In our Weekly Market Update we have made an effort to track the deflationary story being told in the global fixed income markets, specifically sovereign yields have continued to trade lower defying what most investors thought was possible; Swiss 10 year debt recently yielded 25 basis points. A while back I quoted a Seth Klarman Tweet about German debt trading at multi-century low yields.
Many thought that the 30-plus year bull market ended in June of 2013 when the Fed first talked about tapering its asset purchases (the Fed never actually used the word tapering in its statements) which caused a pretty violent, albeit short-lived, panic in the bond market. Arguably the bull market has continued through today with no idea of how long it can last.
Although there is folly in trying to predict when rates across the bond market will actually rise (the Fed only controls a couple overnight rates; the Fed Funds Rate and the Discount Rate), with the Fed’s telegraphed intention to start raising rates by the middle of next year it becomes prudent for market participants (both advisors and do-it-yourselfers) to game plan a rising rate environment. The sense of panic that occurred in June 2013 should make the need for this clear. Emotions can trigger from both equity and fixed income market volatility and of course periods of heightened emotions are when investors are more likely to make poor decisions.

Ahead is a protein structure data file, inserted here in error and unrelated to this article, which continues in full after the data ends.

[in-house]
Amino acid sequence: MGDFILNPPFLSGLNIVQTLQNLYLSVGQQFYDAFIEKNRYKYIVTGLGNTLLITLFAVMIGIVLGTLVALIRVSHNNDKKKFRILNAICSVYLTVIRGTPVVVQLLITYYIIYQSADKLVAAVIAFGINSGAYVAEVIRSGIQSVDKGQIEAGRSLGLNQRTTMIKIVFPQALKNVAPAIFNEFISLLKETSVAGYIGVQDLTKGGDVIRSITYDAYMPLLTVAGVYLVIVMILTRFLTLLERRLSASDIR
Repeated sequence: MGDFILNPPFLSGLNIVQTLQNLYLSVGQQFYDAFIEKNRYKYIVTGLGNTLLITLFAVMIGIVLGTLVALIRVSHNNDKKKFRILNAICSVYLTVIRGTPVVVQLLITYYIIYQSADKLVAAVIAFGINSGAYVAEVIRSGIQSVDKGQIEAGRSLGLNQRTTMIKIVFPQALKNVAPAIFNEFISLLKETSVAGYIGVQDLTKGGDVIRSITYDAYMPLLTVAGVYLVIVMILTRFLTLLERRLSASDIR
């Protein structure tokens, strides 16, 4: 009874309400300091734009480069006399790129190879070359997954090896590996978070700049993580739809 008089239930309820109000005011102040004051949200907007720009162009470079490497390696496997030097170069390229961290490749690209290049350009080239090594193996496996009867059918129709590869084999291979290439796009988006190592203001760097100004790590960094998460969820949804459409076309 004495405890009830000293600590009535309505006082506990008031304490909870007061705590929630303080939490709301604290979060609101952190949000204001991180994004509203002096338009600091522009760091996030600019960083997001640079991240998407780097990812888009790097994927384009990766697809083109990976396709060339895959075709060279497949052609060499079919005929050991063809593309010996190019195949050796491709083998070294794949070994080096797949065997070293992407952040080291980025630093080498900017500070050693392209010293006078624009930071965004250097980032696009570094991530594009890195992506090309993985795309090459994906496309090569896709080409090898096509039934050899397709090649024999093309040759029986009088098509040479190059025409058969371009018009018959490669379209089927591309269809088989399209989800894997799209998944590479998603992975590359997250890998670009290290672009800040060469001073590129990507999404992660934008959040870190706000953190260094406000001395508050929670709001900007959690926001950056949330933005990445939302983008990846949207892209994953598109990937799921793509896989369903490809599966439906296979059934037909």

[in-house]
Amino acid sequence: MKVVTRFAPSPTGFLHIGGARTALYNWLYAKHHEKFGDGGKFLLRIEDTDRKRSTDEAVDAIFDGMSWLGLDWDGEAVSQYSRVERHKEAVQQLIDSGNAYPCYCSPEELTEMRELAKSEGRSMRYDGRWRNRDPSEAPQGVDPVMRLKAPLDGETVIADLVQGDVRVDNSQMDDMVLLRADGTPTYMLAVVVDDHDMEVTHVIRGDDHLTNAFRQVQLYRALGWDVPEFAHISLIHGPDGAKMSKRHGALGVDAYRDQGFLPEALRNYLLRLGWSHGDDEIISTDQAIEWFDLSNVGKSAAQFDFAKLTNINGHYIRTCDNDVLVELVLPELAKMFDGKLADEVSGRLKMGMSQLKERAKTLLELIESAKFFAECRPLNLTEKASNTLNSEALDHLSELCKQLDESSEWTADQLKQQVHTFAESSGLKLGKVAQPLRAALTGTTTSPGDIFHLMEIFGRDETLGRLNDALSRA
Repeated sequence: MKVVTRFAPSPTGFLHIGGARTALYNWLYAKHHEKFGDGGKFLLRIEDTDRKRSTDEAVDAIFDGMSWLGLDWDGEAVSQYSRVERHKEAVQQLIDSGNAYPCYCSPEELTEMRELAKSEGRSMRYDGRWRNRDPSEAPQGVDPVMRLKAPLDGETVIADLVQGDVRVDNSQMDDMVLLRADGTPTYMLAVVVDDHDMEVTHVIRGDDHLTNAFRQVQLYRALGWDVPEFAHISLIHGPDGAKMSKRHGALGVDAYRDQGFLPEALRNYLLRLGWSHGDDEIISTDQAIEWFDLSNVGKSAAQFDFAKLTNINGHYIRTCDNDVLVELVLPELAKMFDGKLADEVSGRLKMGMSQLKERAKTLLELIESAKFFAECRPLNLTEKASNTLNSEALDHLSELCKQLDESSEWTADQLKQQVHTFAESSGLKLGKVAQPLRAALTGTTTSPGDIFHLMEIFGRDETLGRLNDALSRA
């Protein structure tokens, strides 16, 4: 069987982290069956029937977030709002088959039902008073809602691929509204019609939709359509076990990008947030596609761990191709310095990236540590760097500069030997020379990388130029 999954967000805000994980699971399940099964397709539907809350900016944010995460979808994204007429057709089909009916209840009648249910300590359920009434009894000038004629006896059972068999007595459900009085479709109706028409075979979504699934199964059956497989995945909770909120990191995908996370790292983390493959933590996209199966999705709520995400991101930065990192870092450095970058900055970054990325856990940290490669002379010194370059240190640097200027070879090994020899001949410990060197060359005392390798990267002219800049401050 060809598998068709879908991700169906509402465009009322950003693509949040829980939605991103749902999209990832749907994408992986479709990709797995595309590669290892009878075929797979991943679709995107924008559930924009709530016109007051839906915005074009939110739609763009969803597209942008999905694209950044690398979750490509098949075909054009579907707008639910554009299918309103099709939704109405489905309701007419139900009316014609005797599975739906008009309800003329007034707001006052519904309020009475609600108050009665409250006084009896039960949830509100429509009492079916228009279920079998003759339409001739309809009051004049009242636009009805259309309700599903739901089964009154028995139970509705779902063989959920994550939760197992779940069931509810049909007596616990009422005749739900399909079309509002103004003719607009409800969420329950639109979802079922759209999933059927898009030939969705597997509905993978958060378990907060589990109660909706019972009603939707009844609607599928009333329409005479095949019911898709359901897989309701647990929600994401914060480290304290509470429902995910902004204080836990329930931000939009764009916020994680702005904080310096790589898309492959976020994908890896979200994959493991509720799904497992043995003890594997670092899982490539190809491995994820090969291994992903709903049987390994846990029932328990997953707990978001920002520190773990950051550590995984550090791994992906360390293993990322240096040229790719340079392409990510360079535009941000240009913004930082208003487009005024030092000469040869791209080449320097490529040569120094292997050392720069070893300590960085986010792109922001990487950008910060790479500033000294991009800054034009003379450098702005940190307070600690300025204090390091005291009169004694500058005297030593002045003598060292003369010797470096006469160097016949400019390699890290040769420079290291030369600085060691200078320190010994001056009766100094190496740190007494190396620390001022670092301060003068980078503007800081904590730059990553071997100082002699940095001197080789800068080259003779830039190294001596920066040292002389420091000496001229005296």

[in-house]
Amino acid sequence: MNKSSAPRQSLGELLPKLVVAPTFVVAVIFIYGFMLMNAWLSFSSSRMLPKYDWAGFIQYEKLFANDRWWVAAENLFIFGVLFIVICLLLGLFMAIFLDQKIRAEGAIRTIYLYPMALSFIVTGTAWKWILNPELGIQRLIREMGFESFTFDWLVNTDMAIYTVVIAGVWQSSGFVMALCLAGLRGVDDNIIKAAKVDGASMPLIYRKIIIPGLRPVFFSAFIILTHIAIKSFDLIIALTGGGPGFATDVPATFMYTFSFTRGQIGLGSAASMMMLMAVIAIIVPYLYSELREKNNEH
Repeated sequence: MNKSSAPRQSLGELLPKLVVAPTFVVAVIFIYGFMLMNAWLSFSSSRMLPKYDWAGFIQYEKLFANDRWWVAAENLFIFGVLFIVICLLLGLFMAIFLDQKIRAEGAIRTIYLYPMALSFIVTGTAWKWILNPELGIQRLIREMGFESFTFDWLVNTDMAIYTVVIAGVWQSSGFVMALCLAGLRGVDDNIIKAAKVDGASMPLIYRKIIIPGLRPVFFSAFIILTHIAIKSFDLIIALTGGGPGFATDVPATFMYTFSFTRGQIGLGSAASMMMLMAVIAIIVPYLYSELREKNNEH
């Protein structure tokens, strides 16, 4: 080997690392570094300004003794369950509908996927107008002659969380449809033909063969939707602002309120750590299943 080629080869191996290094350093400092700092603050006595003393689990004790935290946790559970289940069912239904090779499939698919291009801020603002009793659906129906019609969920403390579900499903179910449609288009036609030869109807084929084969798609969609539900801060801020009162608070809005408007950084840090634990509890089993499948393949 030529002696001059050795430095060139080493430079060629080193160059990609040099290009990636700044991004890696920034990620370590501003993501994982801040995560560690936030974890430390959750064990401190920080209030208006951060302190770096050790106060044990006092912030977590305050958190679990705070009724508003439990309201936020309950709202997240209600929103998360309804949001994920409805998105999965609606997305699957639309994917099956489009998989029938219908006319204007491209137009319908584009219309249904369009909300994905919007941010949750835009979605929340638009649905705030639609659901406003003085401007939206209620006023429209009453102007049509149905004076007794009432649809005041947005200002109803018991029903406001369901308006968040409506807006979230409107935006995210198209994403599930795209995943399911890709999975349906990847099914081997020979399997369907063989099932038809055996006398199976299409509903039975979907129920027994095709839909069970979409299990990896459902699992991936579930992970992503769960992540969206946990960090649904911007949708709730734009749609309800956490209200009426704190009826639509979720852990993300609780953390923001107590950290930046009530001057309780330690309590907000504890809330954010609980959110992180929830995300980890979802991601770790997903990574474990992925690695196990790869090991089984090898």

As a reminder there is a general rule of thumb that a ten year bond will drop 8% in price for every 1% increase in interest rates. Yes, an investor will likely get their principal back at maturity but if they wait until maturity they are collecting a below market yield until the issue finally does mature.
Certainly shortening maturities will avoid most of the brunt of a big lift in rates but an entire fixed income portfolio that only yields 80 basis points will be difficult for clients both in terms of their patience and keeping their financial plans on track.
In terms of solutions there are of course several different paths to take. Coincidentally, the Barron’s cover story this week looks at Best Income Ideas For 2015. While it is a good article it is kind of a strategy free list of various income segments some of which can be very volatile including dividend stocks which as we’ve said before; dividend stocks are stocks not bonds and their volatility characteristics are not like bonds. They may be low vol for equities but that is not the same as fixed income.